DTCC: In the News

Baltimore Sun
June 29, 2009
Pharmacists need a place at the health reform table
By Natalie D. Eddington 
To help guarantee health care reform that reduces costs and builds "health care teams that work" (to use President Barack Obama's words), pharmacists must play a key role in the planning process being undertaken by the federal government. 
The health care reform principles being considered are well grounded in developing strategies to promote the prevention and management of chronic diseases. Essential to the success of those strategies is the fully integrated role of pharmacists, the country's most accessible health care professionals.
Patients' easy access to their pharmacists results in adherence to medications, a critical issue in disease management and control. In the United States, medications comprise approximately 10 percent of health care expenditures, and a staggering $117 billion of this is attributed to medication misuse and patient noncompliance. Adherence to, or the appropriate use of, medications is especially problematic for patients with chronic diseases such as diabetes and hypertension.
In addition to their role in dispensing medications, pharmacists provide chronic disease management programs that promote patient wellness, reduce costs and prevent medication errors. With extensive expertise in appropriate medication therapy and an understanding of adverse effects of medications, pharmacists can identify drug interactions, administer lifesaving immunizations and alert patients if they need more urgent care. 
In community pharmacies in almost every state today, pharmacists customize their roles in direct patient care, coaching patients on disease, diet, health goals and the importance of properly taking their medicines. In groundbreaking programs, such as the Asheville Project in North Carolina and the P3 (Patients Pharmacists Partnerships) Program in Maryland (both diabetes management programs) pharmacists foster appropriate medication therapy management for the patients, complementing the treatment and counsel provided by a patient's physician.
The American Pharmacists Association Foundation's Ten City Challenge Project, which followed the Asheville model, showed a decrease in health care costs of $1,079 per patient compared with projected costs if the program had not been implemented. It also showed an increase in the number of patients achieving health care goals established by the American Diabetes Association.
In Maryland, the innovative P3 Program, launched by the University of Maryland School of Pharmacy, has also shown a reduction in health care costs and improvements in specific health care clinical endpoints while reaching populations with long histories of lack of access to health care. Pharmacists have proved that their expertise in drug therapy and their active engagement in chronic disease management programs improve health and reduce costs.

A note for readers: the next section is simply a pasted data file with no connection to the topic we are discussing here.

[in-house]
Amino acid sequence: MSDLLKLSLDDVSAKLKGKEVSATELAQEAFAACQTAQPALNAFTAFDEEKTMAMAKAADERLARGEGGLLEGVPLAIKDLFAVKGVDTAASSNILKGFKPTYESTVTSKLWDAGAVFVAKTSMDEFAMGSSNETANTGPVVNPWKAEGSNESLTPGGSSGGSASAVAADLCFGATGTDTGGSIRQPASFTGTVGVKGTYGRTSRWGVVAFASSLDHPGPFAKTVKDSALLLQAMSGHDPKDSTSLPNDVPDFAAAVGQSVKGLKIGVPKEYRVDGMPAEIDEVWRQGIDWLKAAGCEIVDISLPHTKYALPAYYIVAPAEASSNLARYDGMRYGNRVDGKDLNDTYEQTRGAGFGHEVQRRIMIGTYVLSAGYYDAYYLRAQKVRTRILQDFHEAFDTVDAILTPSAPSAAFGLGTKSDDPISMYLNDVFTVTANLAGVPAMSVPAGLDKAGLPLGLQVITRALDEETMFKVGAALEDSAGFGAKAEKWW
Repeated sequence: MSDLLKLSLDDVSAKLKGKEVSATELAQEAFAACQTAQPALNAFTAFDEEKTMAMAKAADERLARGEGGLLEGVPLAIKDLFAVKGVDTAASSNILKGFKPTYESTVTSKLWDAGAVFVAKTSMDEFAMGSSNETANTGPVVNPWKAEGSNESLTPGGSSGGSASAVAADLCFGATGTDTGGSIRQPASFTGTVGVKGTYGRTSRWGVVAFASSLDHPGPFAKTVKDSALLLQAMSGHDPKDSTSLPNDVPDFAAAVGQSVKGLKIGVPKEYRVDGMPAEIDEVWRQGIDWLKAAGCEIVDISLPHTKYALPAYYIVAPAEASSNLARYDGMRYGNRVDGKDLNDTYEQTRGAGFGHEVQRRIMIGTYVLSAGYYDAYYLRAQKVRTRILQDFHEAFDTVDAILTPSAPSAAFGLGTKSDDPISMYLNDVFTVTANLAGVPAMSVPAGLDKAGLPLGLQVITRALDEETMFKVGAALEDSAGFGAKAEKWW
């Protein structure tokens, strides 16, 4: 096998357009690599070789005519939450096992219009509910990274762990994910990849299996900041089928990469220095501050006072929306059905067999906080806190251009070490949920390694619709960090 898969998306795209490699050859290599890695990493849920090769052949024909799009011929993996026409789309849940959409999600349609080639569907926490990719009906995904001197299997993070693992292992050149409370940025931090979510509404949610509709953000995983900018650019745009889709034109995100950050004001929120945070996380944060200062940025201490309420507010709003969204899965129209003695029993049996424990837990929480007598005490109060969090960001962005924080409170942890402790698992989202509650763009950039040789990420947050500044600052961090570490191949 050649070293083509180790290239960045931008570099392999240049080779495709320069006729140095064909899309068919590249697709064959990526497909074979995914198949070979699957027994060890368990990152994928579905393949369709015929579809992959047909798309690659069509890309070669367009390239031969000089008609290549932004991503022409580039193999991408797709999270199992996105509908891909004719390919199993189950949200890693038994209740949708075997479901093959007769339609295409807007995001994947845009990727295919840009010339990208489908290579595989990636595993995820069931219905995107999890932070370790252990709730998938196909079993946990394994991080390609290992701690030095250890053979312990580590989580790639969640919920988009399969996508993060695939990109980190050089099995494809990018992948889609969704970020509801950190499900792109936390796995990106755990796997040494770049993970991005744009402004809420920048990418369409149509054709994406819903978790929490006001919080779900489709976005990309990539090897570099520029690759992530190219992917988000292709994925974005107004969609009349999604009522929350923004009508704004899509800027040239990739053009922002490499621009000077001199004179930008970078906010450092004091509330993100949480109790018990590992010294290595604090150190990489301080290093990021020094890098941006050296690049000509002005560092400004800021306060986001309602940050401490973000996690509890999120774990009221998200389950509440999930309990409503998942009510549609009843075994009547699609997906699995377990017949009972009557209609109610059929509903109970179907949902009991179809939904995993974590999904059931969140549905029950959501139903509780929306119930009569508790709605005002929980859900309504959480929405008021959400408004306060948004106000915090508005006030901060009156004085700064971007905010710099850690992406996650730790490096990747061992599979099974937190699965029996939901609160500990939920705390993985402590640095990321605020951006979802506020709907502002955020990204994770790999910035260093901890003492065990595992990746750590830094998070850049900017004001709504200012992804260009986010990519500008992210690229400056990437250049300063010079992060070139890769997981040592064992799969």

Recently, thought leaders from the pharmacy profession representing academia, industry, community pharmacies and professional organizations gathered at the University of Maryland School of Pharmacy for a round-table discussion on pharmacists' potential role in the federal government's health care reform plans. The group was greatly disappointed that the White House had neglected to invite a representative of the pharmacy profession to sit at the health care reform table. There was a clear and strong consensus in the group that pharmacists must play a key role in that reform. 
Based in community pharmacies on nearly every street corner in the country, and in hospitals, clinics and long-term care settings, pharmacists have clearly demonstrated their impact on improving health and reducing costs. 
The federal government is now in the process of defining the details of health care reform, and from the pharmacy perspective, successful reform must include insurance reimbursement for pharmacist services beyond dispensing, including chronic disease management, medication therapy management programs and the administration of lifesaving immunizations. 
A successful health care reform package must also include community-based programs delivered by pharmacists that have proven track records, programs that have amassed evidenced-based data on pharmacy services' impact on those goals of improving health care and reducing costs. 
Pharmacists must be included as reimbursable providers under any health care reform, and patients should have access to these services without restrictions.
Natalie D. Eddington, dean of the University of Maryland School of Pharmacy, is a member of the American Pharmacists Association, the American Association of Colleges of Pharmacy, the American Society of Health-System Pharmacists and the National Community Pharmacists Association. Her e-mail is neddingt@rx.umaryland.edu.